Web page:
Rough | Smooth

Smooth hard hat and rough rock — Coober Pedy opal mine visited from The Ghan train.

Here’s a selection of photos that contrast rough and smooth textures for Jude’s 2020 Challenge.

Samples of rock, rough on the right and polished smooth on the left — Grand Canyon.

Smooth violin (fiddle) and rough seat fabric — Grand Canyon train.

Smooth glass beads and rough sequins — New Orleans Lafeyette Cemetery.

Rough mooring lines and smooth metal winch — tall ship Tenacious.


You’ve been framed!

I haven’t had time this month to take new photos for Jude’s challenge, so I’ve turned to the archives for this selection that illustrate the use of man-made frames in composition.

About the feature photo, above: This is horizontal because I wanted to capture the symmetry of the alcoves with their matching lamps at right and left. The diminishing horizontal/vertical beams frame the garden at the end. This is the Reef House Hotel, Palm Cove, QLD, Australia.

Below is one of my favourite framed photos. Jude says “portrait-shaped pictures (vertical orientation) tend to relate to foreground and background subject elements” although here I’ve gone for a landscape orientation in order to include more of the metal arch. Nonetheless, I believe the viewer’s eye is drawn from foreground to background as the buildings get smaller with distance. I like how the point of the arch complements the point of the tower it frames.

Manhattan, looking south from the top of the Rockefeller Centre

This more traditional portrait orientation slowly leads you from foreground to background, aided by the contrast of darker, shadowed foreground with bright background. The eye is pulled through the rectangular foreground opening, through the invitingly open gate in the middle ground, and into the background courtyard with its host of intriguing objects.

A courtyard in New Orleans

Here, the blurred foreground serves only to frame the circle through which the subject of the photo is viewed. From what I recall, a vertical orientation wouldn’t have worked because above and below that metal plate were distracting elements that would have drawn attention from the locomotive.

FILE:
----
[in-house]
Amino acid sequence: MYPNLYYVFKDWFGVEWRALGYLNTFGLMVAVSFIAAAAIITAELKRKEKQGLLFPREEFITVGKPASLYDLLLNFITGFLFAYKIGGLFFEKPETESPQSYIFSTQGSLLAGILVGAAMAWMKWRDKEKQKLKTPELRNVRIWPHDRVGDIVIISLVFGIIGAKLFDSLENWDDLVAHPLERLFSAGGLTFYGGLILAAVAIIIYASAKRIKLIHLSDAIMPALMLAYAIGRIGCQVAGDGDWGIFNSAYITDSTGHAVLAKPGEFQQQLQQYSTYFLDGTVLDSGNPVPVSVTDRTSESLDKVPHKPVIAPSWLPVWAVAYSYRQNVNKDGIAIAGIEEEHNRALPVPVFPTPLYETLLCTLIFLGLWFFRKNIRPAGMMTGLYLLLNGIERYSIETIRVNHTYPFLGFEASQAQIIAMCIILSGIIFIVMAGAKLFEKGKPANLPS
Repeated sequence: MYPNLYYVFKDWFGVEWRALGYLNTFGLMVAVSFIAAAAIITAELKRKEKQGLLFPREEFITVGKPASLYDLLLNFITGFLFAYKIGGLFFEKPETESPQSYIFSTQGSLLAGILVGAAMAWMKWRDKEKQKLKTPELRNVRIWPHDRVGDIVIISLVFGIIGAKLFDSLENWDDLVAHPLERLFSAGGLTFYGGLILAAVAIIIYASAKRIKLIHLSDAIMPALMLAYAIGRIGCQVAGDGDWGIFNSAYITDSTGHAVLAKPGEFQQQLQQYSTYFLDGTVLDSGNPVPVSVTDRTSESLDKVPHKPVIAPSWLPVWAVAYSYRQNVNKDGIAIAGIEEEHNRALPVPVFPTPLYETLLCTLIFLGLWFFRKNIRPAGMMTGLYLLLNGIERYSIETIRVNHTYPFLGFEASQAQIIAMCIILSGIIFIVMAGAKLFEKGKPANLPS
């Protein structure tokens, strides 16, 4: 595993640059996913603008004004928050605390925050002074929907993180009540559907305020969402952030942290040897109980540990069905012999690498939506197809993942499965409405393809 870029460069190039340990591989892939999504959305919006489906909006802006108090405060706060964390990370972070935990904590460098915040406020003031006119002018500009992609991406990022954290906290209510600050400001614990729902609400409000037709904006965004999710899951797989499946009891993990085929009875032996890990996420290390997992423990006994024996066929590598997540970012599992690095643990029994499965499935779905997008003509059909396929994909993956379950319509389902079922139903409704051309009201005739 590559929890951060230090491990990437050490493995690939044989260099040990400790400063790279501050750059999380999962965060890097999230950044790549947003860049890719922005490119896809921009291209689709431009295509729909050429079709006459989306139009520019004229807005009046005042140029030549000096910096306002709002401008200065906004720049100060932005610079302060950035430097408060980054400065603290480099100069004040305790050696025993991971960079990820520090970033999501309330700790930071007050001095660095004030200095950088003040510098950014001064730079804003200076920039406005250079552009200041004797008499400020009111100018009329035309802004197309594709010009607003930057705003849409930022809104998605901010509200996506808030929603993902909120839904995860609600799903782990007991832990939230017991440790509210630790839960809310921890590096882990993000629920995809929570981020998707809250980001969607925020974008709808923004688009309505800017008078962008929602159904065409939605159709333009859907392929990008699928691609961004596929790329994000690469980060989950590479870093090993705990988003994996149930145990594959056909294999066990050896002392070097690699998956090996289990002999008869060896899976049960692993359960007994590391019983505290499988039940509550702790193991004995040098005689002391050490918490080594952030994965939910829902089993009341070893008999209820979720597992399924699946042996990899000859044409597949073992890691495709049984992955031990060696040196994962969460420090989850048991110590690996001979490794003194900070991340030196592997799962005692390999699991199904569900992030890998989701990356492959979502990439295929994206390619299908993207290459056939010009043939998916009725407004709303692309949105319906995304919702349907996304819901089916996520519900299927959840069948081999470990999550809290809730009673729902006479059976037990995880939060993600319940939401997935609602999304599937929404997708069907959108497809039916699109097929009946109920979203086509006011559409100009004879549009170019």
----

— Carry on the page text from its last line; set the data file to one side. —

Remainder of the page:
A locomotive at the Pine Creek Railway Museum, NT, Australia

The symmetry of the architecture and the line of hanging lights, diminishing in size with distance, are framed by a single arch, starkly white against the rich red wall. A vertical line runs through the point of the arch and the line of the lights, drawing your eye to the far end of the corridor. I think this vertical composition helps to emphasise the length of the corridor.

A corridor in the St. Pancras Renaissance Hotel, London.

Posted as part of Jude’s 2020 Photo Challenge with the subject of Framing


Travel Album: New Orleans (1)

Courtyard, Le Croissant d'Or

Courtyard, Le Croissant d’Or (pastry shop)

Impressions of the French Quarter

Before I arrived in New Orleans (in June 2015), I had become quite concerned about my safety. I read so many articles about the crime, so many first-hand posts and comments from people who had been harassed, assaulted or robbed, that I almost regretted deciding to go. I even changed hotels in order to reduce walking time! Yet when I opened my hotel room curtains early on the first morning, the French Quarter seemed peaceful and innocent.

How much danger could this lovely spot possibly hold?

How much danger could this lovely spot possibly hold?

However, clearly it was not a safe place. This is not the sign a woman walking on her own wants to see:

oh dear oh dear ...

oh dear oh dear …

I am very happy to report that my stay in New Orleans was completely without incident. 🙂 Yes, parts of the French Quarter are tatty and tacky, full of drunks and fools and those who prey on drunks and fools, but early in the morning you can wander with a camera with no more than a sensible degree of caution. It’s a photographer’s delight!


The difference (I learned) between a gallery and a balcony is that galleries are supported on pillars from the street, whereas balconies jut out from a building with no support.


When walking around an unfamiliar city, I can’t resist peering through open doors. Like Paris, New Orleans offers up glimpses of the private lives behind the public facades.

Le Croissant d’Or

My wanderings that morning did have a purpose: breakfast! I was aiming for a French pastry shop I had read about online, called Le Croissant d’Or. The inside seating area was air conditioned yet rather charmless, but the outer courtyard was full of character.

Street scenes

A few random photographs of things that caught my eye:

A reminder of a darker past

This former slave exchange is now a restaurant. My lunch was excellent, the service was attentive and friendly, but it was unsettling to look past the cheerful diners and try to imagine what scenes had played out in this building.

This is the first of a series of posts about New Orleans.




Let there be light(s)

House light - New Orleans

House light – New Orleans

It would be an exaggeration to describe lamps and lights along streets, houses and parks as my “muse“, but I do seem to take a lot of photos of them! I’m drawn to their shapes (which can be sinuous or angular), their symmetry in rows or clusters, and of course the way the light plays on them.

(click any image to view full size)